First, you haven't mentioned whether you are going through a probate proceeding or whether your father had a living trust which is now being administered. The process varies a bit depending on which circumstance you face. Second, I should ask whether you ever agreed to the rent you are being charged with owing against your share of the estate ? Third, do your father's estate planning documents provide for deducting what might be called advancements ? These questions more clearly frame your position.
A good estate planning attorney will take a look at your situation to evaluate whether you are in a position to buy out your sibling's shares in the house either directly or with a combination of conventional purchase with an outside loan, application of any remaining inheritance share and with the cooperation of the other beneficiaries a possible carry back note.
You need to pick out an experienced estates attorney and pay them to help you explore your options.
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Unless you can buy your siblings out, they can force a sale by using a partition action. This will be expensive and attorney's fees will be allocated by the judge. It would be best to cooperate with the sale and take as much money possible from the sale instead of giving it to an attorney.Ask a similar question
You need a trust and estates attorney. All trust and estates lawyers in CA have to be very familiar with real property transfer laws and how real properties transfers may be accomplished (and the tax consequences).
A trust and estates lawyer will also help you untangle any concerns you may have about the 'debts' you spoke of and provides you with your options.
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You have mixed some facts that are relevant and some facts that are not. You lived in a home owned by your father and accrued a debt to him (his estate because you agreed the rent value was $1000) but your father didn't charge you, instead you 'owed' him for it. Your siblings have debts to your father for other reasons. What is germane is that your father has died, he owned the property where you live, and his trust or will divides the property between his children. Although you'd like to stay the fact that you've lived there is unfortunately not relevant. The property will be sold. If you object you could delay the sale, but you might be exposed to costs and fees incurred by your siblings in any suit they have to bring.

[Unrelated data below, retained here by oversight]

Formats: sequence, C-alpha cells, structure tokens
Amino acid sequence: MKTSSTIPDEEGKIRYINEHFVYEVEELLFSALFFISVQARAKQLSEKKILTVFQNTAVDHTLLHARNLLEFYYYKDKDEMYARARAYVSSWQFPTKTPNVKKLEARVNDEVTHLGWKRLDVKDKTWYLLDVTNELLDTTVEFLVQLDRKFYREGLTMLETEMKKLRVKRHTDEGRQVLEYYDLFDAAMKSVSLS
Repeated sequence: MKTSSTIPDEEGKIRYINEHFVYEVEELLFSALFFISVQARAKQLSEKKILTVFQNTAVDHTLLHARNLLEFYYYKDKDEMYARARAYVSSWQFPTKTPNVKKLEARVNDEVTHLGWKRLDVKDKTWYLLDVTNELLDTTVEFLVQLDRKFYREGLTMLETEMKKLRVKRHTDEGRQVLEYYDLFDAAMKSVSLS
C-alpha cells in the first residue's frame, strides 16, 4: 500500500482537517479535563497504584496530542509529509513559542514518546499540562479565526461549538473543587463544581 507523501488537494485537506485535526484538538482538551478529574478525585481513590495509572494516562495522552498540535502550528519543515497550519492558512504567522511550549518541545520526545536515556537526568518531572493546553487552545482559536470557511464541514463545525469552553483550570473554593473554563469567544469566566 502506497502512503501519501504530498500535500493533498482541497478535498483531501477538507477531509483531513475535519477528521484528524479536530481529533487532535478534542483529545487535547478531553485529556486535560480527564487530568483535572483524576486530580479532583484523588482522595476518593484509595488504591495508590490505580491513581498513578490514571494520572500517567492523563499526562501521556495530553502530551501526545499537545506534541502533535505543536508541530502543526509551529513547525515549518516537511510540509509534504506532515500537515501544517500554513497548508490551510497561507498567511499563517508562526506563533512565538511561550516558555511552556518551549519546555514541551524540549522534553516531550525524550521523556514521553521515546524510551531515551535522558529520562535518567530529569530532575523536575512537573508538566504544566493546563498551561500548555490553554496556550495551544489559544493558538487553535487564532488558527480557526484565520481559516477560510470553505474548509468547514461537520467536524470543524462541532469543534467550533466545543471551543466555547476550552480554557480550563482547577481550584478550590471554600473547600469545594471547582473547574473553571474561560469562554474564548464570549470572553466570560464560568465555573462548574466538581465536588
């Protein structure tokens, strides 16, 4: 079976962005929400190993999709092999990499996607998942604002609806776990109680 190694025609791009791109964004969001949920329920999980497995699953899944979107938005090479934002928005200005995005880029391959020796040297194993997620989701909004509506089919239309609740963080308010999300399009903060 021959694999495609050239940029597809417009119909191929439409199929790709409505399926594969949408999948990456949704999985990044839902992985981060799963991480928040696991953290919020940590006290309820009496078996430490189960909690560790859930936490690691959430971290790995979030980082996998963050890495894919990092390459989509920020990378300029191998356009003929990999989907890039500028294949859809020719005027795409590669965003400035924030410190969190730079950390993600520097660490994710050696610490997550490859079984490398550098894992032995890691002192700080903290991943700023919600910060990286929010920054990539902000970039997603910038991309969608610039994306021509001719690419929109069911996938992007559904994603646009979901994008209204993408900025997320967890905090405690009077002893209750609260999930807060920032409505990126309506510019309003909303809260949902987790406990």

Your question seems to be hoping that there is an legal wrinkle to the fact that you've lived in the house. I don't think there is one and based on the facts you as you have stated them there is no method by which you could prevent the sale.Ask a similar question
Attorney Weissler is correct that there are a lot of questions that require answers before options can be provided. I recommend that you contact an experienced Probate Attorney to assist you.
No legal representation exists by virtue of this answer. It is recommended that you contact an attorney directly for a more complete response.Ask a similar question
You should definitely sit down with a Trust & Estates attorney. See Avvo.Com under Find-A-Lawyer. Enter 'Estate Planning' and 'San Diego CA'. It will bring up several well-qualified attorneys to choose from. Good luck!!Ask a similar question